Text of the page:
From The Week Article
“How much does Apple sidestep in taxes?
Corporations don’t publicly release tax returns, but The Times estimates that Apple avoided paying $2.4 billion in federal taxes last year, citing the work of former Treasury Department economist Martin A. Sullivan. Apple did report paying $3.3 billion in taxes globally on $34.2 billion in profits, giving it a 9.8 percent tax rate. …
How does it manage this accounting feat?
Essentially, Apple routes a sizable portion of its profits through countries and states that allow it to pay low tax rates. For example, the Cupertino, Calif.-based company has a tiny subsidiary in Reno called Braeburn Capital that manages and invests much of Apple’s enormous cash reserve — California has an 8.84 percent corporate tax rate; Nevada’s is zero, and the state has no capital gains tax.
That’s all it takes to save $2.4 billion?
Not quite. Apple is also a pioneer of a tasty-sounding accounting move called the “Double Irish With a Dutch Sandwich,” which involves routing profits through subsidiaries in Ireland and in the Netherlands, before sending it on to the British Virgin Islands or another Caribbean tax haven. In all, about 70 percent of Apple’s profits are housed overseas.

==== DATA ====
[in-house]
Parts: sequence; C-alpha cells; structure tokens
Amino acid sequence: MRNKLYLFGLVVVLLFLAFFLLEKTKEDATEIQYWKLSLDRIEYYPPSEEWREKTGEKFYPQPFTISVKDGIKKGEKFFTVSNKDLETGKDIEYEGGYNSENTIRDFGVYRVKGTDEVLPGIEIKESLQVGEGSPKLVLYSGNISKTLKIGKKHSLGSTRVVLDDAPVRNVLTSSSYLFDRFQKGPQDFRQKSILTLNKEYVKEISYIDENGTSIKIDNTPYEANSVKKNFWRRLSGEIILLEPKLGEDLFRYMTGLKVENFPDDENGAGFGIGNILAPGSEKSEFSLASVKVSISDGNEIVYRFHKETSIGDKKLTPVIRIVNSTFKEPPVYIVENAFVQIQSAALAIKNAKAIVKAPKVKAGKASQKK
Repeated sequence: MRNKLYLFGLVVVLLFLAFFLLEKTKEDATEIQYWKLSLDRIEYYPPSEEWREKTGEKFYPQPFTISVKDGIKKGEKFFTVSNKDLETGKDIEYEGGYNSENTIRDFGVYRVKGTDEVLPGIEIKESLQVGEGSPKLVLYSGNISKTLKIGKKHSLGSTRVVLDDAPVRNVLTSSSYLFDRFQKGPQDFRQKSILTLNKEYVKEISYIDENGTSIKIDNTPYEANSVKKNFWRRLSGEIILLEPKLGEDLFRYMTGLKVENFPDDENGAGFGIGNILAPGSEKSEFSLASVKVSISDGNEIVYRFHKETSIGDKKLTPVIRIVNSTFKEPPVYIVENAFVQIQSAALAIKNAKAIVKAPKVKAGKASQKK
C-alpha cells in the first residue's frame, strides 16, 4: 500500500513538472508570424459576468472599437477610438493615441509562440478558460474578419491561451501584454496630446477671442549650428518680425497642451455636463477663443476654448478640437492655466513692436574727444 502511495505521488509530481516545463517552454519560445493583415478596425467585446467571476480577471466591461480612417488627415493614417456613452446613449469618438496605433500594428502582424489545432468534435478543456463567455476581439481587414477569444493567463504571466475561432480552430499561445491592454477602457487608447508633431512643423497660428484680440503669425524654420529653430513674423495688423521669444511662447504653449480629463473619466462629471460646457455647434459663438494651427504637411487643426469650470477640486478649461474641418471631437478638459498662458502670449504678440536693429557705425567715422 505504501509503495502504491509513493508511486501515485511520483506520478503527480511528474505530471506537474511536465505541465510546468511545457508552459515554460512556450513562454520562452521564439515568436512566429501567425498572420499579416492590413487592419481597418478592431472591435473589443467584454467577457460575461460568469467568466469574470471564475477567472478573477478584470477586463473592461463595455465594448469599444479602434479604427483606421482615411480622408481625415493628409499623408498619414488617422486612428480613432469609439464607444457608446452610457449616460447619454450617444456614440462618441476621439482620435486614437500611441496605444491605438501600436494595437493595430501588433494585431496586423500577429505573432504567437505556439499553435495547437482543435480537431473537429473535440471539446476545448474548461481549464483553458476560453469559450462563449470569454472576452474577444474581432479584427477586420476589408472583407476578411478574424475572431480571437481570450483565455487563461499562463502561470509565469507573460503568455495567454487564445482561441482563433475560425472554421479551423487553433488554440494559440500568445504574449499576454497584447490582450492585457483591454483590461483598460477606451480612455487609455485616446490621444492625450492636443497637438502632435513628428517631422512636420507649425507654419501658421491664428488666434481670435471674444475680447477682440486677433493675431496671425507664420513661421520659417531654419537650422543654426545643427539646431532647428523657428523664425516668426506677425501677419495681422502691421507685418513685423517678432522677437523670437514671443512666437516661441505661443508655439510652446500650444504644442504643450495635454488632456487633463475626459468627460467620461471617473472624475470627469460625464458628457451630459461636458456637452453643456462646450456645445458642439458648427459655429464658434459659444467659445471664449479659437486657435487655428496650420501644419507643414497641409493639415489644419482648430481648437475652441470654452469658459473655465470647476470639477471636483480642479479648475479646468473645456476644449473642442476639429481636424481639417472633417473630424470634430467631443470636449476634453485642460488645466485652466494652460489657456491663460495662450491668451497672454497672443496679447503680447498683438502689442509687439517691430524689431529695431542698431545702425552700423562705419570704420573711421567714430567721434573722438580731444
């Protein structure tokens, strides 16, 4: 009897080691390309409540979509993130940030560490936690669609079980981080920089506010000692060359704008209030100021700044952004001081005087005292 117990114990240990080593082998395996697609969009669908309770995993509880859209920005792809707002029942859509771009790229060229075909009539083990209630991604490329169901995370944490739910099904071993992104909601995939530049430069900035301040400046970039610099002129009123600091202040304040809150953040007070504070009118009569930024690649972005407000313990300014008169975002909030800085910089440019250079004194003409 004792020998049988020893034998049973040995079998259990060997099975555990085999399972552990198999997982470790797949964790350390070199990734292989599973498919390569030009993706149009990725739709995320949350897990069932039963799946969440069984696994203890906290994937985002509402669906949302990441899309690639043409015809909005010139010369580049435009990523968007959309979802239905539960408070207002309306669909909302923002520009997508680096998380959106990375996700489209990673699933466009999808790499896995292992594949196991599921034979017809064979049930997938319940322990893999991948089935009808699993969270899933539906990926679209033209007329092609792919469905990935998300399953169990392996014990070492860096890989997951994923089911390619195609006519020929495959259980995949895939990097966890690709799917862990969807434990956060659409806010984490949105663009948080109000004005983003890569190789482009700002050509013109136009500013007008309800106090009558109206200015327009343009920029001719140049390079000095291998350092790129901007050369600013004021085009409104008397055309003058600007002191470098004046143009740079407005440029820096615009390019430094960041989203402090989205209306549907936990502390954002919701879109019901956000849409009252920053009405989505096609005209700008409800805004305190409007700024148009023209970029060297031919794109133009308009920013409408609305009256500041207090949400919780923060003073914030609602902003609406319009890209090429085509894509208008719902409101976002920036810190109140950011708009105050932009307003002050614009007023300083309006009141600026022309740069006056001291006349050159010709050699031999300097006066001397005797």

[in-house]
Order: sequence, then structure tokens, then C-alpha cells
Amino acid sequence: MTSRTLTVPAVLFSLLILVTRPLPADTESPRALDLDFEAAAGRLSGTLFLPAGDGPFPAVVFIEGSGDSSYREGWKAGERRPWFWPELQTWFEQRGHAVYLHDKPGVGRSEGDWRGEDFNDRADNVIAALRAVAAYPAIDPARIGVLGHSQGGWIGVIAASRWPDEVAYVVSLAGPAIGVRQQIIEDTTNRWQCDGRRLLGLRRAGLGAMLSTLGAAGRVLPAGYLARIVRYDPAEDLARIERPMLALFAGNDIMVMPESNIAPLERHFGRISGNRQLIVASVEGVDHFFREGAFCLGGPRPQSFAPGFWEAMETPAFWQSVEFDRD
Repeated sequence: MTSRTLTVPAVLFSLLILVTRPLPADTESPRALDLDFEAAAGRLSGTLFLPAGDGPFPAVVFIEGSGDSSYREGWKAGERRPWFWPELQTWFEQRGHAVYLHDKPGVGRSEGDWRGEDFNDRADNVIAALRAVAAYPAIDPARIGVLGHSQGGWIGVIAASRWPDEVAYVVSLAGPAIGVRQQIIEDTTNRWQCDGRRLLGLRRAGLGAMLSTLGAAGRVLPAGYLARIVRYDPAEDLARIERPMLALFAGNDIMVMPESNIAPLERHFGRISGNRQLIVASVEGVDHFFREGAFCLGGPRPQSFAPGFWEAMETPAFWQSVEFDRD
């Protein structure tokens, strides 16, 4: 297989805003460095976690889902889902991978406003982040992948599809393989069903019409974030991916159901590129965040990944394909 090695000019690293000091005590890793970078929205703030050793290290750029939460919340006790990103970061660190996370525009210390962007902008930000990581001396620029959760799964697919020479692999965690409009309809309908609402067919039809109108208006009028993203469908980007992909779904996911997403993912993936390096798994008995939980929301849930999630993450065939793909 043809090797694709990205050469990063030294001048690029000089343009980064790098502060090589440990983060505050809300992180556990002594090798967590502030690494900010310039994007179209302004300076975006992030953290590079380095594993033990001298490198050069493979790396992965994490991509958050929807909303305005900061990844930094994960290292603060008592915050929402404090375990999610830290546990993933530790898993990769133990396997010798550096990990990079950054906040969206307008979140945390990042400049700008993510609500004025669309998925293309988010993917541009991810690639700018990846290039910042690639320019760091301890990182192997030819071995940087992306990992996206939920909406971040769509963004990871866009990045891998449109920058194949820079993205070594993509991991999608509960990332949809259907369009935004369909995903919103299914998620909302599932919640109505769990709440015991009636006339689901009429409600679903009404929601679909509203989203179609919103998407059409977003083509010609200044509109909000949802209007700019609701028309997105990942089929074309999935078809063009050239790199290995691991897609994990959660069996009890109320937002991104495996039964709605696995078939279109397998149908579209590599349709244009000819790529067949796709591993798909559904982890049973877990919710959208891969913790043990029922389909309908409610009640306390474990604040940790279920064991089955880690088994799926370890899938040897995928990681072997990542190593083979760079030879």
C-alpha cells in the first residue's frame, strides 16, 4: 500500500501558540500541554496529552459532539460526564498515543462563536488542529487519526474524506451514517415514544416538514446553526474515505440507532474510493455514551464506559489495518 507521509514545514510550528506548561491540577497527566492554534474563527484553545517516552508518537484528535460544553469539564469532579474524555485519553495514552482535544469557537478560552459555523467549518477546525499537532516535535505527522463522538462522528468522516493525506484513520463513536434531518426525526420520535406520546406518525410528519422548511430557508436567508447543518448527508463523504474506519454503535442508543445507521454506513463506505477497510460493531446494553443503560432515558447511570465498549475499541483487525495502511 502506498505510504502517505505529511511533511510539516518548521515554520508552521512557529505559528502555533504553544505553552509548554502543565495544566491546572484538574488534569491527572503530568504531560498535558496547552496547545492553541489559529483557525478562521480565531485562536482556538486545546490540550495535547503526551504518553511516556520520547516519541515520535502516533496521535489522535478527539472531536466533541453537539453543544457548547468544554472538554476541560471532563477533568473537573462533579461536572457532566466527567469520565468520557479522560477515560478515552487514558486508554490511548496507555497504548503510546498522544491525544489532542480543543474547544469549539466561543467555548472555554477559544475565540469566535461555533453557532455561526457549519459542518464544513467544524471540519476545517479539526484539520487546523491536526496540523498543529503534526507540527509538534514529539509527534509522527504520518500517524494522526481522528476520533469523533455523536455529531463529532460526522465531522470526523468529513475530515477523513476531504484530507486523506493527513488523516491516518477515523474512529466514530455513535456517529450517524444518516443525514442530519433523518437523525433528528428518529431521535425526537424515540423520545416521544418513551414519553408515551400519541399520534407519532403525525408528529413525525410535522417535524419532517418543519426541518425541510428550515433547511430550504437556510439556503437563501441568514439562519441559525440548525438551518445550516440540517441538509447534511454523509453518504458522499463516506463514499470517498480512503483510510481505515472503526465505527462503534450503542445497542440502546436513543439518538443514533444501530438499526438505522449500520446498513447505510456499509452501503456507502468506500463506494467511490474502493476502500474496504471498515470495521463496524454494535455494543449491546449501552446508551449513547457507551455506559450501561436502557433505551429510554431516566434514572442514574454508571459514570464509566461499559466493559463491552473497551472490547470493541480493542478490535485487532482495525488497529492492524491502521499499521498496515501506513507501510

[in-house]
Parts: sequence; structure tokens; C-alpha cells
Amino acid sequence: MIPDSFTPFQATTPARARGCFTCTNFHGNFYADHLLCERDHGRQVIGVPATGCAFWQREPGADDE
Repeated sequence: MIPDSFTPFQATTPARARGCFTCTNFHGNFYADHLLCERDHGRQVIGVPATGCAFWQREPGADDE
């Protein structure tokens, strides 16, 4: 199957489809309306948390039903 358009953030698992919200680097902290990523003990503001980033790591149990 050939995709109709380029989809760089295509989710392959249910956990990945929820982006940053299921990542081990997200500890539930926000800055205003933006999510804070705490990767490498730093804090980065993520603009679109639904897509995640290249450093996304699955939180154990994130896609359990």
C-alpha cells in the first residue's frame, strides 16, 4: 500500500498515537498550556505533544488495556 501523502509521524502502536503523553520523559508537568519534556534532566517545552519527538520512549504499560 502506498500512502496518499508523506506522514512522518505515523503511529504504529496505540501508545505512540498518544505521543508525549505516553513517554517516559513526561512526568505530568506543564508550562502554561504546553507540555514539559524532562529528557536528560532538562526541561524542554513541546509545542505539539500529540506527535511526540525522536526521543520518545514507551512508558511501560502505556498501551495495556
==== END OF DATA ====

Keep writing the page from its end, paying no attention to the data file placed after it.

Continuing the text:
And this is all legal?
Yes. … Much of their revenue comes from sources like patents and digital downloads, intangible things you can easily “sell” from anywhere in the world, particularly places that offer good tax arrangements. When people in Africa, Europe, and the Middle East buy songs and movies from iTunes, for example, the sale is recorded in a nondescript office in Luxembourg, a notorious tax haven. …
Is this ethical? ….”